“I sat down and heard the impact. I looked at my partner and said, ‘What do we do?’ He said, ‘I don’t know what you’re going to do, but I’m tired, I’m going to sleep.’ So we went to sleep. About a minute later, we heard the all clear signal.”
Although Wilke’s contract was for 22 months, he was able to come home several times during that stretch. His contract specified that after four months of work, he could come home for two weeks.
“That doesn’t sound like it’s too bad, but those two weeks go by very quickly,” Wilke remarked.
He naturally became very close to the men serving on the bases.
“You’re constantly moving around. You’re not really in one place real long, but the people that you meet, you form a close bond with that you’ll never forget.”
There were a number of aspects of the job that made it a challenge, but for Wilke the two biggest were being away from family and time off when he couldn’t go home.
“You work six days a week, 10 hours a day, and your time off is the worst,” said Wilke. “At least when you’re working, your mind is focusing on getting your work done.”
The boredom he would feel in the hours after work was extreme, because he was not allowed to leave the base.
“You can’t quite understand the boredom over there . . . you do anything you can to pass the time.
“When the week of your R&R rolled around, you’re crawling out of your skin because you can’t wait to get off the base,” he remarked.
“And when that helicopter comes in to pick you up, you’re like, ‘I’m ready! Let’s go, let’s get outta here!’ ”
In his downtime on the base, Wilke read books, watched movies, emailed family and friends when he could and made things — like woven bracelets using paratrooper cord.
“I would make three or four of those a night, just give them away to people,” he said, noting there were rolls of the cording everywhere.
“Over there, you have to scavenge for everything. If you need something, you can’t just go to the store and get it . . . You have to scrounge everything.”
Wilke said the cord is called 550 because one strand will hold 550 pounds.
He made different styles of the woven bracelets. The wide one is called a cobra, he said. Men wear them as jewelry.
He also made key fobs and he incorporated shells as buttons on the bracelets.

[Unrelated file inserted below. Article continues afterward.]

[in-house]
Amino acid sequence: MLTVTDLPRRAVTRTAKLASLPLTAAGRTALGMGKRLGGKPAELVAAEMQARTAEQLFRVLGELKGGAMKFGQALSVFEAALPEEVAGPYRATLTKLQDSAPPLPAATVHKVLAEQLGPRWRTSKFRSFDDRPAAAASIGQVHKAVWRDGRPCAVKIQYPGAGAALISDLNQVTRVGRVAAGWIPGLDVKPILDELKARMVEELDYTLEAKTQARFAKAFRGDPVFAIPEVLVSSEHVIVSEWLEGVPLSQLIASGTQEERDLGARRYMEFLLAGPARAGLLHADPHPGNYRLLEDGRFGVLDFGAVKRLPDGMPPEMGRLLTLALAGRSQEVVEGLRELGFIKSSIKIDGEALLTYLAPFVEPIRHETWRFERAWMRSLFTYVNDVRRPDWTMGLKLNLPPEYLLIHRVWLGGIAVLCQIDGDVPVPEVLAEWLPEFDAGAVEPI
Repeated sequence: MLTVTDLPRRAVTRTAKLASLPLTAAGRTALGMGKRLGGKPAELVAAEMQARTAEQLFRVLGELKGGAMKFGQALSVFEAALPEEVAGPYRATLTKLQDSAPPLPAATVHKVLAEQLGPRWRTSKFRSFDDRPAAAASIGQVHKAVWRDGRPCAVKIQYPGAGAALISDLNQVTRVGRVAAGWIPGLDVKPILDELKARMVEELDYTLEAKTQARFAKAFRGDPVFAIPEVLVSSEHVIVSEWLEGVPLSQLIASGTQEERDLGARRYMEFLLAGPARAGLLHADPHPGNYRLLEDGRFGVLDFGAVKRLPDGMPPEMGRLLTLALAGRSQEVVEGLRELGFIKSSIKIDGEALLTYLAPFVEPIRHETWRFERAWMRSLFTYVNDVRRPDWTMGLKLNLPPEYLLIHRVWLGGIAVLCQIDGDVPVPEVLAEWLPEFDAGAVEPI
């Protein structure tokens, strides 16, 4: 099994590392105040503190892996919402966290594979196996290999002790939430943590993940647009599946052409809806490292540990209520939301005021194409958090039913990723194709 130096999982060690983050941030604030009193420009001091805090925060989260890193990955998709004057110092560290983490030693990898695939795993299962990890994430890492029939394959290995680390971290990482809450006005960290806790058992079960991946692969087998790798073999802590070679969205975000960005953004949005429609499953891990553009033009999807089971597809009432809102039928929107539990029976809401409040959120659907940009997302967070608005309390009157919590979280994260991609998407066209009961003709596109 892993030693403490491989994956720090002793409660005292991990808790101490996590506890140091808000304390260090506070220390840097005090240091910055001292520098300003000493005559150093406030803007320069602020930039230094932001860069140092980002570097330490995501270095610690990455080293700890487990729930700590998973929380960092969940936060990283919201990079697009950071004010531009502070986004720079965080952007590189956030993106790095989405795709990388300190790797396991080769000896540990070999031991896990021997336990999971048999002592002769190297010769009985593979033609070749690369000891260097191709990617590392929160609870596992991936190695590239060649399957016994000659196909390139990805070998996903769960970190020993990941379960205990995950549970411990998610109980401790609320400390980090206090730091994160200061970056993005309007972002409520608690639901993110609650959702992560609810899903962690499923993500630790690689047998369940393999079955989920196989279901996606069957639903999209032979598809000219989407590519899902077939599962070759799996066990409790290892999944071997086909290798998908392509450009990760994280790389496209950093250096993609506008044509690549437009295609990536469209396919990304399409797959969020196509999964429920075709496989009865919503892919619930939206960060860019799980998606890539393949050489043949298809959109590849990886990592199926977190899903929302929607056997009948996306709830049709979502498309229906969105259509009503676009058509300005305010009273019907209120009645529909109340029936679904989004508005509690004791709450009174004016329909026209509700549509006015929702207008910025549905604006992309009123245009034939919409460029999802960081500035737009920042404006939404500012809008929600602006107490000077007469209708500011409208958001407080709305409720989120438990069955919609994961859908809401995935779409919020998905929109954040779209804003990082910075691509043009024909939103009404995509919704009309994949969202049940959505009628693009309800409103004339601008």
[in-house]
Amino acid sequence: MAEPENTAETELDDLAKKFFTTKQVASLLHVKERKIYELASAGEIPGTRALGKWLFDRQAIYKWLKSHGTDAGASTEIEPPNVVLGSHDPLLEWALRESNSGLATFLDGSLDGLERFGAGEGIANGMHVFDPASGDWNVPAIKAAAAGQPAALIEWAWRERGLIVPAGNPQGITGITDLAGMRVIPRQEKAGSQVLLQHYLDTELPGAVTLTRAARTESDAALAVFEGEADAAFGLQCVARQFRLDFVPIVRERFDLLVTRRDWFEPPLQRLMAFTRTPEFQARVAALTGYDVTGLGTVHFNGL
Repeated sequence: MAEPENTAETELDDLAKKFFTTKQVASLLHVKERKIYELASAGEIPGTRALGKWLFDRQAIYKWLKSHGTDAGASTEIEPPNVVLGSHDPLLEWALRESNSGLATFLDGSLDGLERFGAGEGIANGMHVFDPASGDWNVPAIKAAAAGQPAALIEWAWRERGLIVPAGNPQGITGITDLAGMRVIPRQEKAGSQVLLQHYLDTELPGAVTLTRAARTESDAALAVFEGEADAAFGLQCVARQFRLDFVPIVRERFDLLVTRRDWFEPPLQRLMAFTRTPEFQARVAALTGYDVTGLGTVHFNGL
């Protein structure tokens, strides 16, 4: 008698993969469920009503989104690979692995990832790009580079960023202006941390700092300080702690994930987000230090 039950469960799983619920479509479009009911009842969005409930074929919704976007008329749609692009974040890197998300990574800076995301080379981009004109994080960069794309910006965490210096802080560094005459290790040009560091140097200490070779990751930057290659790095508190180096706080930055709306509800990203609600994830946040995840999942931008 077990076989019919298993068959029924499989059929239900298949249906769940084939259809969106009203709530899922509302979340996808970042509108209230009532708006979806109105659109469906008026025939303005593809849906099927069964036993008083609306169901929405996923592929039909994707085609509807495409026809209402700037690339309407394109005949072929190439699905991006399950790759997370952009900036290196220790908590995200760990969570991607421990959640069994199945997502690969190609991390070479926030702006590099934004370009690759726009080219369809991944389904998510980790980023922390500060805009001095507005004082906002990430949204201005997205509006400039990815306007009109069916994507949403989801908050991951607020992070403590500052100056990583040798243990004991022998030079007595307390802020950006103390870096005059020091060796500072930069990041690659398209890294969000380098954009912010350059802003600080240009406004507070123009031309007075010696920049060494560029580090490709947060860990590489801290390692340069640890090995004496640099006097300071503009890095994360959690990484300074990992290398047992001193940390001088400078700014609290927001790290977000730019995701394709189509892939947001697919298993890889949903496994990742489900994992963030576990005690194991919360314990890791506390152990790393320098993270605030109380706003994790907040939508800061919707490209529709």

One interesting part of the work was interacting with the young American soldiers, most of whom are 30 or so years younger than he is.
“The generation growing up now and when I grew up are completely different,” he said with a smile. “The things they talk about are completely different. That was kind of weird.”
Yet it made it fun, too, he said, showing a video that a 19-year-old soldier asked Wilke to make of him dancing to some Afghan music. The young soldier later posted it on his Facebook page, Wilke noted.
Thoughts on the War
Wilke had a lot of time to think about the American war in Afghanistan, and he’s of the opinion that it’s the right thing to do.
“I’m a big history buff — I re-enact World War II — so I’m a firm believer that history repeats itself,” he said.
“Let’s go back to the 1940s when World War II started.
“We know that the capitulation of Germany started in the 1930s . . . Hitler rose to power . . . and from 1939 to 1941, he invaded all the lower countries. He basically had a grip on Europe as we know it.
“If we would have gone in to save Germany between 1939 and 1941 and stopped him from doing what he did . . . we would have stopped him from his reign of terror and power in Europe.
“So what I’m seeing here is the doctrine of what we didn’t do in World War II is taking place right now.”
Wilke said what the Taliban is trying to do is no different than what Hitler was trying to do.
“You have an outside force forcing their way of thinking on you, just like in World War II. Hitler thought he could control the world with his way of thinking, and you know what, he almost did it,” said Wilke.
Donates Flags to Elks
While he was in Afghanistan, Wilke made requests to bring home flags flown over the U.S. bases, one of which he donated to the Washington Elks Lodge, where his wife is a member.
“I just feel a real connection with the Elks,” said Wilke. “They do so much good for the community. I thought flying a flag for them, for everything they do, would be a good thing to do for that great organization.”
The flag flew for about two weeks in Afghanistan.
The Elks now have the flag on display in their flag case with the certificate.